A clever, bittersweet book and a writer to watch out for: review of Aravind Jayan’s ‘Teen Couple Have Fun Outdoors’

Told from the perspective of a Gen Z youth, the tone of this book is acerbic and witty

October 07, 2022 10:11 am | Updated October 09, 2022 02:48 pm IST

The cover of Teen Couple Have Fun Outdoors

The cover of Teen Couple Have Fun Outdoors

In India, where families often describe themselves as “traditional yet modern”, sex talk is largely frowned upon. Multiple studies show that teenagers are sexually active, but this is ignored in conversations and in public health. In the 2000s, with mobile phones becoming prevalent, reports of “teenage sex videos being leaked” were often tucked away in the heart of newspapers. Aravind Jayan’s excellent new book, Teen Couple Have Fun Outdoors, focuses on one such episode.

An upwardly mobile middle-class family is ashamed and shocked that their older son, Sreenath, and his girlfriend Anita feature in a video that has been uploaded on a pornographic site. The video is brought to their attention by a nosy neighbour. Sreenath and Anita seem outwardly unbothered by their sudden infamy in a way only teenagers can be, but are actually deeply affected. 

Teen Couple Have Fun Outdoors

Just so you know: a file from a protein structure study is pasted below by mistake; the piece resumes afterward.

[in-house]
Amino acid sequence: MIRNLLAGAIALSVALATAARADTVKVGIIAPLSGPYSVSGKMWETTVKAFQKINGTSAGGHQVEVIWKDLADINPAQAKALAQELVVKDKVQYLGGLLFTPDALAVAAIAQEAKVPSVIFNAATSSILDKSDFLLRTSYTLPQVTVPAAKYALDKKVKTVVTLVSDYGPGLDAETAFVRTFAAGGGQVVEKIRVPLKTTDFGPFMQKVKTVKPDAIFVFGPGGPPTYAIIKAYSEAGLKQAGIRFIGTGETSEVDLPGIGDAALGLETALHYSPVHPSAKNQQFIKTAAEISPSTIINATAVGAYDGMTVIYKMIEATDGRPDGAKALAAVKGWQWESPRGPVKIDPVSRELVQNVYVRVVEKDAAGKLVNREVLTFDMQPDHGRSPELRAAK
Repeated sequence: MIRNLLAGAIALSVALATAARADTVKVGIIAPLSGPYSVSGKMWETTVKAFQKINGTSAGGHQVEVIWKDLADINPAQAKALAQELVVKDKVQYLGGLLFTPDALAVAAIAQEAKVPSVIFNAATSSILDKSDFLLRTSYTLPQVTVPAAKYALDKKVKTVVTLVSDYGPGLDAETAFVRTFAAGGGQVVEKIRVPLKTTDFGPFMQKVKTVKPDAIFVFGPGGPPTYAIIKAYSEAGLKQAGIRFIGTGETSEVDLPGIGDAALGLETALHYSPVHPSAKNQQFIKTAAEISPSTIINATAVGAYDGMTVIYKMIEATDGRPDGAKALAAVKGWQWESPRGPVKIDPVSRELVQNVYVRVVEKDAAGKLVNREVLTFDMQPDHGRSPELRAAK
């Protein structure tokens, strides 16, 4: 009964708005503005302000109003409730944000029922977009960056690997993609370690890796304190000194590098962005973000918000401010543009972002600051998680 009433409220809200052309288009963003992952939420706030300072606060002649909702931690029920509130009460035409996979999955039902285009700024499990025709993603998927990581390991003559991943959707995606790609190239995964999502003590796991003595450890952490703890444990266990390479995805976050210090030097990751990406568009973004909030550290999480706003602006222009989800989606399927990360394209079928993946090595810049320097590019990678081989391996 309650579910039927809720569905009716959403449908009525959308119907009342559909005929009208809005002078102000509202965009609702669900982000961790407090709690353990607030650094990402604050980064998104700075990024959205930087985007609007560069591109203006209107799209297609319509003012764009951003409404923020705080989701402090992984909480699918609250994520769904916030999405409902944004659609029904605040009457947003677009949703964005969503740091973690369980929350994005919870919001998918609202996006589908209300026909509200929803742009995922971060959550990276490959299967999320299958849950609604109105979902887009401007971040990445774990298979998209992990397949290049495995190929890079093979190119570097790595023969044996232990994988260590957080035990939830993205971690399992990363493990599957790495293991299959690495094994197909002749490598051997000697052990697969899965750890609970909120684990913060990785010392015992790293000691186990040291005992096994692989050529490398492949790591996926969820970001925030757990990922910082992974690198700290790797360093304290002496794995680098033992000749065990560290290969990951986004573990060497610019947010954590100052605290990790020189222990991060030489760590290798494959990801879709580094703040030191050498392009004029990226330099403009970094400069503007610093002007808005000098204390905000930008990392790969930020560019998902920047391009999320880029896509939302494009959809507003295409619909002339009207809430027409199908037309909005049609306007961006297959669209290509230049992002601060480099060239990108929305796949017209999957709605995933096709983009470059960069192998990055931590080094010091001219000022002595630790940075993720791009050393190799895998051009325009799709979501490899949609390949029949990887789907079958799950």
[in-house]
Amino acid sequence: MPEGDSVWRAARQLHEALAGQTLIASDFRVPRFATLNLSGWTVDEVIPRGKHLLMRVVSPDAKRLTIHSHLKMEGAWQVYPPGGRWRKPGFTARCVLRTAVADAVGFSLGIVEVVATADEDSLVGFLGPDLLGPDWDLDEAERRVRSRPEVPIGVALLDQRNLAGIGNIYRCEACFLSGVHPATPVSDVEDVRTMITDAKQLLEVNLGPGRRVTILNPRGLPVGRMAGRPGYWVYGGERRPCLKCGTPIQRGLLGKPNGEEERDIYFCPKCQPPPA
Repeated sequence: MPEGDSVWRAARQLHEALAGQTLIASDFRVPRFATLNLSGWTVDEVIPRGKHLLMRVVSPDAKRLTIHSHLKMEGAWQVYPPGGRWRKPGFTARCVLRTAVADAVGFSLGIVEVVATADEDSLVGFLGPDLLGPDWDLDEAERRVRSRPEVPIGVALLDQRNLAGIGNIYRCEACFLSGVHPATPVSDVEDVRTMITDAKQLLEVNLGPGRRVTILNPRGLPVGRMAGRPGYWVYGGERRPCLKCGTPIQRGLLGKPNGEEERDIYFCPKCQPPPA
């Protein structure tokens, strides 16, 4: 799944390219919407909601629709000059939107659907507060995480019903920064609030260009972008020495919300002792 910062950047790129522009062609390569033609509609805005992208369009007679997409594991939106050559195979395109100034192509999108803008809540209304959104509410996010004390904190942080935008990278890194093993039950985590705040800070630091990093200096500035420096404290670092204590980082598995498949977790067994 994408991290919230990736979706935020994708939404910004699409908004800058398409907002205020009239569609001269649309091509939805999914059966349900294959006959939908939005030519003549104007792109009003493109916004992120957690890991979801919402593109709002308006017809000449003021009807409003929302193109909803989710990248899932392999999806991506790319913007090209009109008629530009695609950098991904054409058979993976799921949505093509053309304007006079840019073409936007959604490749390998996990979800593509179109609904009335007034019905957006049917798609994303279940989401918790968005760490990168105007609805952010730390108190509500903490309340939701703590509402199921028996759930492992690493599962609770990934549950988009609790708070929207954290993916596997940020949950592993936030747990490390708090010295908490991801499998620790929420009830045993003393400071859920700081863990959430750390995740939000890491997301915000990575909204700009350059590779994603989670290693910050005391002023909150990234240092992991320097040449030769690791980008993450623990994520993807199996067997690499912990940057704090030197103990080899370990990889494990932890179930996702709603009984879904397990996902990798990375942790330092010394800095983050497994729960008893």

Aravind Jayan
Hachette India
₹599

For their parents, India’s favourite preoccupation, ‘what will people say?’, haunts day and night. After all, “sex was one thing; a sex scandal was another thing altogether”. This question, carrying with it notions of family honour and respect, determines the course of the book.

This is a classic family drama set in the digital age. Since the story is told from the perspective of Sreenath’s little brother, who belongs to Gen Z, the tone is acerbic. He is desperate to somehow bring about peace between his brother and his parents, both of whom are equally stubborn. Jayan flits between the “thin air at home” and the “banter” and “joviality” at Sreenath’s new home, capturing the generational gaps in emotions and worldviews. 

What works wonderfully is the humour. When Sreenath calls Appa a homophobe, Jayan writes: “Appa thought this was some kind of a musical instrument, though he took it as an insult just the same.” When Anita’s mother, with an outlandish solution to the problem, stands at the doorway of Sreenath’s house and refuses to go away, his mother has no choice but to finally let her in after making a lame excuse. The entire episode had me in splits. It is possibly because of this easy humour that I could ignore the fact that the mothers slowly became caricatures of themselves.

Jayan writes a clever, bittersweet book with wit and perceptiveness. He is a writer to watch out for.

radhika.s@thehindu.co.in

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